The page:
Posts Tagged ‘George Washington’

Dinner with George Washington

June 30, 2013

Being George Washington meant dealing with a constant stream of visitors.  Some were invited, many were not.  Some stayed an hour, others stayed several days.  A true gentleman required sufficient accouterments to properly entertain such hoards.  Washington kept up appearances with the latest fashions from England – except during those years when imports from London dropped off dramatically.

Washington bought hefty batches of fashionable English salt glazed white stoneware through his purchasing agent Thomas Knox in Bristol long before an independent America took top spot in the Chinese porcelain trade.  One order alone was for 6 dozen “finest white stone plates,” 1 dozen “finest dishes in 6 different sizes,” 48 “patty pans” in 4 sizes, 12 butter dishes and 12 mustard pots, plus mugs, teapots, slop basins, etc.

Salt glazed white stoneware appeared during the 1730′s, once the necessary materials were available.  Specifically, rock salt from Cheshire (after 1670), white ball clays from Devon and Dorset (after 1720) and calcined flint.  Just as this fine grained clay body came into use, so too did plaster molds.  By 1740 press molded salt white stoneware was all the rage.  It was cheaper than porcelain and sturdier than delft.  Salt white soon toppled delftware’s predominance – and was just as quickly supplanted by creamware

Thus marked the inception of the “dinnerware set” and the quantum leap from craft pottery to factory production.  Once cracks appeared in porcelain’s allure, China’s fortunes also waned.

Back at Mt. Vernon Washington’s order arrived, leading him to fire off a note to Knox on January 8, 1758:  “The Crate of Stone ware don’t contain a third of the pieces I am charg’d with, and only two things broke, and every thing very high charg’d.”  Despite this, another order followed:  “½ doz’n dep white stone Dishes sort’d” and “3 doz’n Plates deep and Shallow.”  (Deep = soup bowl, shallow = dinner plate.)

The January 8 note hints at another, more practical, reason for such large orders.   Pots jammed into wooden crates and tossed into ships’ holds for transatlantic shipment could suffer considerable breakage.  Buyers needed plenty of ‘spare parts.’

Salt white’s history is interesting, but that last comment gives pause for thought.  If potters today didn’t go bubble wrap crazy when packing for UPS, how would that affect our average order size?

  Salt White Plate

Readings:
Ceramics in America.  Ian Quimby, Ed.  University Press of Virginia/Charlottesville.  1972.

If These Pots Could Talk.  Ivor Noel Hume.  University Press of New England/Hanover, NH.  2001.

Salt Glazed Stoneware in Early America.  Janine Skerry and Suzanne Findlen Hood.  University Press of New England/Hanover, NH.  2009.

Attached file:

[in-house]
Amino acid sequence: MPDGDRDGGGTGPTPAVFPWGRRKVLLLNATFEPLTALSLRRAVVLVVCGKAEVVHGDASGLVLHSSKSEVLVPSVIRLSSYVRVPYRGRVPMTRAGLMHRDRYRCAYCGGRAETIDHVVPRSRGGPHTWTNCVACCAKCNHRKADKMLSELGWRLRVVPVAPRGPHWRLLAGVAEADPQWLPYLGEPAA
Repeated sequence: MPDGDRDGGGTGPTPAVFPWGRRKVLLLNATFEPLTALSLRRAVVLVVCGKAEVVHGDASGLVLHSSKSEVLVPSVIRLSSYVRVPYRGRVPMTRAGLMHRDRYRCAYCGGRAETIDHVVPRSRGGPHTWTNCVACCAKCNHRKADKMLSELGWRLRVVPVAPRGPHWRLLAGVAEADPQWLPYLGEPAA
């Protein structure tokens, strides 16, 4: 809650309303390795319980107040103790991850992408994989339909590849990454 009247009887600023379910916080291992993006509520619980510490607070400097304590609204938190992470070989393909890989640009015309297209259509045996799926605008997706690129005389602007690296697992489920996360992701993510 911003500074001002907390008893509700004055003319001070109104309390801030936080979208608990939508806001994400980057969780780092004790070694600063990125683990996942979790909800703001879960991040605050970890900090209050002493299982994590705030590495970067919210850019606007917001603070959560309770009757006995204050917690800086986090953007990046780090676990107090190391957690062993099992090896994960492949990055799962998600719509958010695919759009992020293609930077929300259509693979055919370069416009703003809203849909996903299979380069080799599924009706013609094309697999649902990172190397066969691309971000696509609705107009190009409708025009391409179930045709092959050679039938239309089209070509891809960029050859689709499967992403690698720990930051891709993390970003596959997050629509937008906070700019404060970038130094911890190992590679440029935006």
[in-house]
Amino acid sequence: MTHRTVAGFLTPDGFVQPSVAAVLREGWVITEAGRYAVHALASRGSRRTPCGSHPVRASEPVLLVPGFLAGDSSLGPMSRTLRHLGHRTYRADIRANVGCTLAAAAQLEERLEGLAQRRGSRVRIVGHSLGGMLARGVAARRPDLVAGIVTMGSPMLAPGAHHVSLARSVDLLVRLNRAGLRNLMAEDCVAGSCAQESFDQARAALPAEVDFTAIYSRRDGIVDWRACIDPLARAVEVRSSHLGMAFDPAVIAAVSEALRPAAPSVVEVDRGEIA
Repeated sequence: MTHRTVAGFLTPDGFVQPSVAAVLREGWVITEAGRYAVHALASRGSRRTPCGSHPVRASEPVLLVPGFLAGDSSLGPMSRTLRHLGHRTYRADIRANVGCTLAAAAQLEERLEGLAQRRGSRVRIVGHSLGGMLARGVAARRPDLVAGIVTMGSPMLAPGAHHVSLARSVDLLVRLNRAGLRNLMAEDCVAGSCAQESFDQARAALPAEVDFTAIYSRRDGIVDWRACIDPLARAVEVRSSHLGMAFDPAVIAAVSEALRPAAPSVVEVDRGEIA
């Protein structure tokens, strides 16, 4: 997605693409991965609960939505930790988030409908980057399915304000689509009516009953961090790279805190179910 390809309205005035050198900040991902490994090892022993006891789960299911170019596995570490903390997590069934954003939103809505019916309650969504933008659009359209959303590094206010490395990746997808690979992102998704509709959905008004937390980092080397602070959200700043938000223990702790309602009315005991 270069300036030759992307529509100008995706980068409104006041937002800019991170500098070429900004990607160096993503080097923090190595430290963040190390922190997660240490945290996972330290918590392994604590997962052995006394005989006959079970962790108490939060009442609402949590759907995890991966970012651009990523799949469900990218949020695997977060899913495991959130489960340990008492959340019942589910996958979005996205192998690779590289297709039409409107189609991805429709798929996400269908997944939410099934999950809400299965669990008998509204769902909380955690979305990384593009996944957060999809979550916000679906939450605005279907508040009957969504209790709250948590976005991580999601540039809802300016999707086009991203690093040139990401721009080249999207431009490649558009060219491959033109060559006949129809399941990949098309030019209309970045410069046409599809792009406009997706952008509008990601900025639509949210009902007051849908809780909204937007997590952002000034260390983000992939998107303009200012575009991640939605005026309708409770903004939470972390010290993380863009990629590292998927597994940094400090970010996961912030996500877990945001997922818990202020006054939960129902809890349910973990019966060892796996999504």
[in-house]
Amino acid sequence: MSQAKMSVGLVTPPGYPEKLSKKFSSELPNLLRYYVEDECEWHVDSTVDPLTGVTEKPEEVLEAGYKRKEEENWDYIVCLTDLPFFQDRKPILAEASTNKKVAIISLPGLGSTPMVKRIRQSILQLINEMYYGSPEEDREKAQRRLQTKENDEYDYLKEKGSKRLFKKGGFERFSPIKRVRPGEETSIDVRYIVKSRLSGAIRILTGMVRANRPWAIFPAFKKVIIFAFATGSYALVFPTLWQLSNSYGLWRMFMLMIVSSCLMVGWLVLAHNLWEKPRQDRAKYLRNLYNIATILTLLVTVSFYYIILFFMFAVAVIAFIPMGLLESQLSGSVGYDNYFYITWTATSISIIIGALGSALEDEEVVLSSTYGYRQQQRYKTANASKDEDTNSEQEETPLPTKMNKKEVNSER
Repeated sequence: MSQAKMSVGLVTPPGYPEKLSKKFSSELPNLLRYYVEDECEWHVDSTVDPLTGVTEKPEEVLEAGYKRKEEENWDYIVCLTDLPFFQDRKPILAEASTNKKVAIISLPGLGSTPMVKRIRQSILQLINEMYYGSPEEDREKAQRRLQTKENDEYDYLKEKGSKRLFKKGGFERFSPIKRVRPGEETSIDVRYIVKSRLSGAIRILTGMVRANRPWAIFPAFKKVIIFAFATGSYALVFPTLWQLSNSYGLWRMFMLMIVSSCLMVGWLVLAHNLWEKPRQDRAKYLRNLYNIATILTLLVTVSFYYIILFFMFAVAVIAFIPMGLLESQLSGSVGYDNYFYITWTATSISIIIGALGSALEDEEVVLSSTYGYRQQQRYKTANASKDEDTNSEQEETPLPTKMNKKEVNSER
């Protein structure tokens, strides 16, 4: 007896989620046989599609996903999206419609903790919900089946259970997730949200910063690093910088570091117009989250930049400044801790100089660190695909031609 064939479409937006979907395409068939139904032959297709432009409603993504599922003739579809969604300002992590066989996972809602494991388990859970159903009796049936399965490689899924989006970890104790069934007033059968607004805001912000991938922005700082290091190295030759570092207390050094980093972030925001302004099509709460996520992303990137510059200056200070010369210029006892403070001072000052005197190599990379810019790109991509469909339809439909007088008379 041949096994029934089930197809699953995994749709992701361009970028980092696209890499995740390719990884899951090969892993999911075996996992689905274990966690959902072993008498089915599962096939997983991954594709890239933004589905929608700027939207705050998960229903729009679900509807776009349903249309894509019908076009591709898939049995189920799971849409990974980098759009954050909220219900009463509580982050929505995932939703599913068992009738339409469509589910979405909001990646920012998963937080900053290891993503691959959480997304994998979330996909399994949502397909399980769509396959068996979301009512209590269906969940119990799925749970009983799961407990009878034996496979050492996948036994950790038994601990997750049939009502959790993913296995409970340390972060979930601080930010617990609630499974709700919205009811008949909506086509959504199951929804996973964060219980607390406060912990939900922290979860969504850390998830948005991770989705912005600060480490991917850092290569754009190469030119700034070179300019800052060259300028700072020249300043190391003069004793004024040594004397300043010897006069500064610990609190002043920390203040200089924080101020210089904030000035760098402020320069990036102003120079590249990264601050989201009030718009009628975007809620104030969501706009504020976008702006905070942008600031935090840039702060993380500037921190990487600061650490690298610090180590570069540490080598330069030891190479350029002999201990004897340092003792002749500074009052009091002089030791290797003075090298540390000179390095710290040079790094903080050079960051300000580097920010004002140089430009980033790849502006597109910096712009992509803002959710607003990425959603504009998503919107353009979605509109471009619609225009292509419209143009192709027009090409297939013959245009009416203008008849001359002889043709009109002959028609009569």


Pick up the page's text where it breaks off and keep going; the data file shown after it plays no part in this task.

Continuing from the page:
Telephone

July 17, 2010

The mounted officer charged the enemy.  Or rallied the troops.  Or  maybe just smoked a pipe while out on a joy ride.  Whatever his intentions, they were important (or interesting) enough to meritDragoon 1 eternal commemoration.  His ride was depicted several times on earthenware plates made in southeastern Pennsylvania between the mid 1770′s and 1849.

So who was this rider?  A Philadelphia Light Horse Dragoon?  He often wielded saber in one hand, pistol in another.  A dragoon on the attack.  His attire suggests this, and the earliest plates date from the Revolutionary War. But  the rider probably morphed into George Washington soon after the General’s death in 1799.  Commemorative prints of Washington were widely popular then.  The rider sometimes blew a bugle, with pistol or saber accompanying, as if George were urging his forces forward.  Here was a known pattern ready to fulfill  demand for memorabilia.

Dragoon 2 WashingtonBut what about the pipe that sometimes appeared?

Possible references to intention and identity were inscribed around the rim of the plates – when one was present, the earliest plates have none.  From 1805: “I have ridden over hill and dale and have found disloyalty everywhere.”  This saying was associated with Washington’s doubts when the going was rough.

But things quickly degenerated: “I have ridden over hill and dale and everywhere have found pretty girls.”  The ride soured: “I have ridden many hours and days and yet no girl will have me.”  The rider became desperate: “A pipe of tobacco does a man as much good as though he spends his money with the girls.”  Then fed up: “A pipe of tobacco does a man as much good as though he spends his dollar in a butcher shop.”  Hope fades: “I have traveled up and down the street and yet my purse Dragoon 4 pipewas empty.”  By ride’s end, around 1849, he was delirious: “I am a  horseman like a bear, I would that I in heaven were.”

The ride reads like a decades long game of telephone.  If many potters took part, why not?  Attribution isn’t always clear, but most of these plates made after 1805 seem to be by Johannes Neesz.  If it was just old Johannes taking us for a ride, well, I’ll leave the final word to him (found on another of his plates):

In olden times it was so, that an old man’s words were taken as true.

Readings:
Lead Glazed Pottery.  Edward Atlee Barber.  Museum of Philadelphia/Philadelphia.  1907.

Tulip Ware of the Pennsylvania-German Potters.  Edwin Atlee Barber.  Dover Publications/New York.  1926.


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